There are a millions reasons why your company doesn’t have a blog — or why you haven’t kept it up, or why you hate writing posts. Even when you know that good business blogs increase Web site traffic and customer acquisition. What are your reasons?
1. What if they don’t like me (and say bad things on my blog)?
Opening up yourself for negative feedback can be scary, unpleasant and downright maddening, but if you control the line too tightly, customers don’t trust you. In a study by Forrester Research (reported here by AdWeek), only 16 percent of Internet users trusted the content of corporate blogs. Ouch!
One parallel is Web site that post product reviews, good and bad. Numerous studies have shown that even negative product reviews drive sales.
The goal of a business blog is to help potential customers solve their problems, not just spout out information about corporate news and products. You can always delete comments of obvious spammers, but let the honest feedback stand. You might learn something about your business, and customers will appreciate the authenticity and responsiveness.
2. What if I can’t think of anything to write?
- Take a look back at your business plan and marketing goals.
- Think about what your customers are looking for and how you can answer their questions with a post, or better yet, organize answers into lists and roundups.
- Develop an editorial calendar, and leave some room in there to comment on relevant, breaking news that you can possibly tie to your company.
3. What if nobody reads my blog?
Increasing Web traffic is one of the hardest goals to achieve. In addition to search engine optimization and keyword strategy, the post “4 Simple Ways to Get More High Paying Clients with Your Blog” is one of the best I’ve read about content. The advice, in a nutshell:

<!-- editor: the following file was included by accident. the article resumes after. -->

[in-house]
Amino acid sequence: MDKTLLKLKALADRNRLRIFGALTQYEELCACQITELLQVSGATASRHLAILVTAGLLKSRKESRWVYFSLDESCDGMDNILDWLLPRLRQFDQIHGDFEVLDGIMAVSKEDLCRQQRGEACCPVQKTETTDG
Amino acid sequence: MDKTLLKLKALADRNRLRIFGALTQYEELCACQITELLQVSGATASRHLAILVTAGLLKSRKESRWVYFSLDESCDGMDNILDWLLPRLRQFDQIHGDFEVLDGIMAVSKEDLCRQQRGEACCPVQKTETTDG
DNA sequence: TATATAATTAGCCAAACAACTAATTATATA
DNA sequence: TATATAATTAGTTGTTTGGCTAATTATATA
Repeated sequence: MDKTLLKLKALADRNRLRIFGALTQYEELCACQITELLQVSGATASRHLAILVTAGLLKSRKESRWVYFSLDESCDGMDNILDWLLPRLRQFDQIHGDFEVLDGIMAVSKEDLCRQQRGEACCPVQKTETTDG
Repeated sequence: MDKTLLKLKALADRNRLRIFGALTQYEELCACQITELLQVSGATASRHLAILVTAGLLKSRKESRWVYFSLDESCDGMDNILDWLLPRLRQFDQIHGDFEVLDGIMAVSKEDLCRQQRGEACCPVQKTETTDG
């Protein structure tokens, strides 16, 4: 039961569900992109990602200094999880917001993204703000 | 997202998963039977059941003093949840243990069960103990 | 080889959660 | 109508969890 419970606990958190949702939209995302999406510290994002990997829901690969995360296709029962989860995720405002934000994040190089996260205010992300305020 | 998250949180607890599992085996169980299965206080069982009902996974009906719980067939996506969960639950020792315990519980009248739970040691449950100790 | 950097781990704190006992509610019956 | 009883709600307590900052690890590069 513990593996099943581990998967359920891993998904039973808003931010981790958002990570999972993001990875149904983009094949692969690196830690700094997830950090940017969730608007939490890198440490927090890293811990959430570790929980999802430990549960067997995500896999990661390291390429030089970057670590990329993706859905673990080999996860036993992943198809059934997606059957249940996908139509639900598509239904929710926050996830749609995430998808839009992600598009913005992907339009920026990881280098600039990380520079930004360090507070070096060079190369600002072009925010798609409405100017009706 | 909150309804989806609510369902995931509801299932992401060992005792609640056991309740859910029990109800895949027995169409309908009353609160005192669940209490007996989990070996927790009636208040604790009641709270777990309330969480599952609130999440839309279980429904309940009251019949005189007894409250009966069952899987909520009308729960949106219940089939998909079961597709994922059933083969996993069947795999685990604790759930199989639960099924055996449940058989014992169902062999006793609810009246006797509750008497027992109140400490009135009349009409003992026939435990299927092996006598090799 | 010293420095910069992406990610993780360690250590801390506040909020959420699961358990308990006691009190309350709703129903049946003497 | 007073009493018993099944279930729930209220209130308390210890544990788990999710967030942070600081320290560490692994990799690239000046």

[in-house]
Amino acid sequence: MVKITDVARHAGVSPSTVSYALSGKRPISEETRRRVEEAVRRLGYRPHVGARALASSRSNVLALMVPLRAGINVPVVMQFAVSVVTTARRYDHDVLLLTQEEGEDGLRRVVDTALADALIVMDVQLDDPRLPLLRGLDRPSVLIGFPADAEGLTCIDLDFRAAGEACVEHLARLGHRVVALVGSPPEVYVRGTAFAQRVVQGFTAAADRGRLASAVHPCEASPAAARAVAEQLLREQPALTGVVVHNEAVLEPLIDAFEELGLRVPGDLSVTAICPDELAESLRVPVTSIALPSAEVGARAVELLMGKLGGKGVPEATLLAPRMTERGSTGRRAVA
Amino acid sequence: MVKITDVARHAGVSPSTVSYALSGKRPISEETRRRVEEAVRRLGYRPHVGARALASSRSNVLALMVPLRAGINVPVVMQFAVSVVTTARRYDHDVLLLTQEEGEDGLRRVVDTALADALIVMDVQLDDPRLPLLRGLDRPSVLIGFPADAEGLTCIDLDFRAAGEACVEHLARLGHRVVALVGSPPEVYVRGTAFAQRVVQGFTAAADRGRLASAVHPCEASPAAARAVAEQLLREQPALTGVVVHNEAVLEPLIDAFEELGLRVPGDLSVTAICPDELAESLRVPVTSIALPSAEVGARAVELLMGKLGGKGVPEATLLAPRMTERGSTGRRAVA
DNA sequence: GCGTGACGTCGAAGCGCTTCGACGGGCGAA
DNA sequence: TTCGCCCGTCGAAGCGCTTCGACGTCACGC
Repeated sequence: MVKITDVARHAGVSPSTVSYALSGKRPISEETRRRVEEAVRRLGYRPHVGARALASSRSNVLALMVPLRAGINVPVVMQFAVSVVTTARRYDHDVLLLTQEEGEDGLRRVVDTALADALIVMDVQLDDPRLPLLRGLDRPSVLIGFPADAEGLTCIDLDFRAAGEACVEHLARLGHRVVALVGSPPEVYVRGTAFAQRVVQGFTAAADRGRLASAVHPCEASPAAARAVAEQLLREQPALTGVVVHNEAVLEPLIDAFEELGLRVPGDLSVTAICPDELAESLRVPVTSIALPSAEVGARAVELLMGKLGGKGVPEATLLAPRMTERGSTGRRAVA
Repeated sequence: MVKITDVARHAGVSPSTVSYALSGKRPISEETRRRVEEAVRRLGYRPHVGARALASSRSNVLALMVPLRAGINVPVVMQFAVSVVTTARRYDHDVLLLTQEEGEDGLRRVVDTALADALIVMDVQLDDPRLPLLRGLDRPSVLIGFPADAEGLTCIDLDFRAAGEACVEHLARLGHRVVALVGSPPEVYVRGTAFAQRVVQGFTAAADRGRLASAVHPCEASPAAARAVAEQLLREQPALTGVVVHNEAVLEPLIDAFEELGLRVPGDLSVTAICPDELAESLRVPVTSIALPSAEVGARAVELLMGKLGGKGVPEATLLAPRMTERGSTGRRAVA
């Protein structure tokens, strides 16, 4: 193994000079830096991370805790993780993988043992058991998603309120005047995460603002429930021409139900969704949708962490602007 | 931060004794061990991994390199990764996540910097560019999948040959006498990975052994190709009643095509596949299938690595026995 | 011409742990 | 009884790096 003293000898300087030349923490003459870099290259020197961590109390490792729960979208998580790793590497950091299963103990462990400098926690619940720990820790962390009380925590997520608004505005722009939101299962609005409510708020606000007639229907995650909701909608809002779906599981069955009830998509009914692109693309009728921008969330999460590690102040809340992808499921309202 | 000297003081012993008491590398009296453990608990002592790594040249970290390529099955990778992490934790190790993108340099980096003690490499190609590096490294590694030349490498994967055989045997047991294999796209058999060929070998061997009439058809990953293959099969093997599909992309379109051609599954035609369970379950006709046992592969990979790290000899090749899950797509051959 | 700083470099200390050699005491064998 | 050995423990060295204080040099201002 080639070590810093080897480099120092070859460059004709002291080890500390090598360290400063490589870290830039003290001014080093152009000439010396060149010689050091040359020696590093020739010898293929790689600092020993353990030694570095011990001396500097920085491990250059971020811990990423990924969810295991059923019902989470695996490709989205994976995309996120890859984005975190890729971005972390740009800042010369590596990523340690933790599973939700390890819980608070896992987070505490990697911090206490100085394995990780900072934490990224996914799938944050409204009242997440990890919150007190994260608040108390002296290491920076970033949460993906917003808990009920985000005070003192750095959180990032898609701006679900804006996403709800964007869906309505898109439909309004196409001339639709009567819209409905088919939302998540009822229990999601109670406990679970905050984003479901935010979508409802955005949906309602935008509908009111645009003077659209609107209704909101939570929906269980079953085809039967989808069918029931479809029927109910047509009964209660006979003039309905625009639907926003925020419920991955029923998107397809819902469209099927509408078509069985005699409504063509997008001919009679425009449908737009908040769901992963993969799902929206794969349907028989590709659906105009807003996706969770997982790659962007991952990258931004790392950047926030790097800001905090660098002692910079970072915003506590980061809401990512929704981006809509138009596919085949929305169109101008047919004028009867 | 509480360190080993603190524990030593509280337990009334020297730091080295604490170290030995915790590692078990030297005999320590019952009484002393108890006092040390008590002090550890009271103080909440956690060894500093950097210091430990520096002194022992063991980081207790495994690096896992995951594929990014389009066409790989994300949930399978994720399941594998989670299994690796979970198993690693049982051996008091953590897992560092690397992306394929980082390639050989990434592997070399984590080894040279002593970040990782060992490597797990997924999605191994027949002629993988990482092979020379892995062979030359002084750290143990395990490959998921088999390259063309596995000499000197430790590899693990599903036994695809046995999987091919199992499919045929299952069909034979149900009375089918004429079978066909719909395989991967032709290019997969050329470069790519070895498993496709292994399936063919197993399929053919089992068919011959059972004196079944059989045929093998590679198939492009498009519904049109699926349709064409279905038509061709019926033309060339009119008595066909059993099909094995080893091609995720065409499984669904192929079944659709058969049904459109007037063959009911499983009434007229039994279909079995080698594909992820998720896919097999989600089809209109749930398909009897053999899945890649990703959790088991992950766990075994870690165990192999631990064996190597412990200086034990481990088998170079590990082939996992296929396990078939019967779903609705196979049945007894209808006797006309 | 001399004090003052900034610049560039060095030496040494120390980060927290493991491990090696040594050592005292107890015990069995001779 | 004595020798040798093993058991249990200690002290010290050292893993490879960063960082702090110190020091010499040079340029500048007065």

- Solve one problem per post
- Speak your clients’ language
- Tell your readers what to do next (like contact you!)
- Stop writing about yourself so much (unless it’s completely relevant to your clients — personal stories still work!)
There are a million more strategies to multiply the number of eyes that see each blog post, including commenting on other’s blogs, writing compelling content, re-posting on social media, etc. All of this takes time, which leads to…
4. I just don’t have the time
Time is a major factor in running a blog. But for many businesses, the returns have made the effort worth it. Hubspot.com reports that companies who use more inbound marketing techniques (blogs, Web sites, anything that drives customers to your site through Internet searching or browsing) than outbound (direct marketing, seminars, tradeshows, etc.) spent 60 percent less for each lead.
5. I do have readers, but there’s hardly any!
Niche blogs, like the ones mentioned in this article, only have a couple thousand subscribers each. But they are faithful and great customers. Building your traffic slowly is OK, especially if they are the exact target you want to reach.
To get started on your own blog turnaround go straight back to your business plan. Match up your business goals with your marketing goals, and keep all your blog efforts — keyword research, search engine optimization, content, social media outreach — focused, tight and relevant.